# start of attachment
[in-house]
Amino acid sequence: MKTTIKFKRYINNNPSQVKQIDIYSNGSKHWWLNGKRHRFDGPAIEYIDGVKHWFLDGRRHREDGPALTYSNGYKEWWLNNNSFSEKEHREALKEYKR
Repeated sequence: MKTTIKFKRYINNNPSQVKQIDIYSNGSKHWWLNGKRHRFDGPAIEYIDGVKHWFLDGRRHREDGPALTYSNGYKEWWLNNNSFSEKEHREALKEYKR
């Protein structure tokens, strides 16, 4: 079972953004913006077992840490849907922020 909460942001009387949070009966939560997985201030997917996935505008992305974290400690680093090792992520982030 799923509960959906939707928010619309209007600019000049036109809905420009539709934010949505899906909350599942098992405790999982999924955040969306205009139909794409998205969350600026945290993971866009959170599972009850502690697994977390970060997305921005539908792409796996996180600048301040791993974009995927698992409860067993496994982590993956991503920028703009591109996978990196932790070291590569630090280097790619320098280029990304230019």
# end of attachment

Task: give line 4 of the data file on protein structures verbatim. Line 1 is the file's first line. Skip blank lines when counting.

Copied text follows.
């Protein structure tokens, strides 16, 4: 079972953004913006077992840490849907922020 909460942001009387949070009966939560997985201030997917996935505008992305974290400690680093090792992520982030 799923509960959906939707928010619309209007600019000049036109809905420009539709934010949505899906909350599942098992405790999982999924955040969306205009139909794409998205969350600026945290993971866009959170599972009850502690697994977390970060997305921005539908792409796996996180600048301040791993974009995927698992409860067993496994982590993956991503920028703009591109996978990196932790070291590569630090280097790619320098280029990304230019």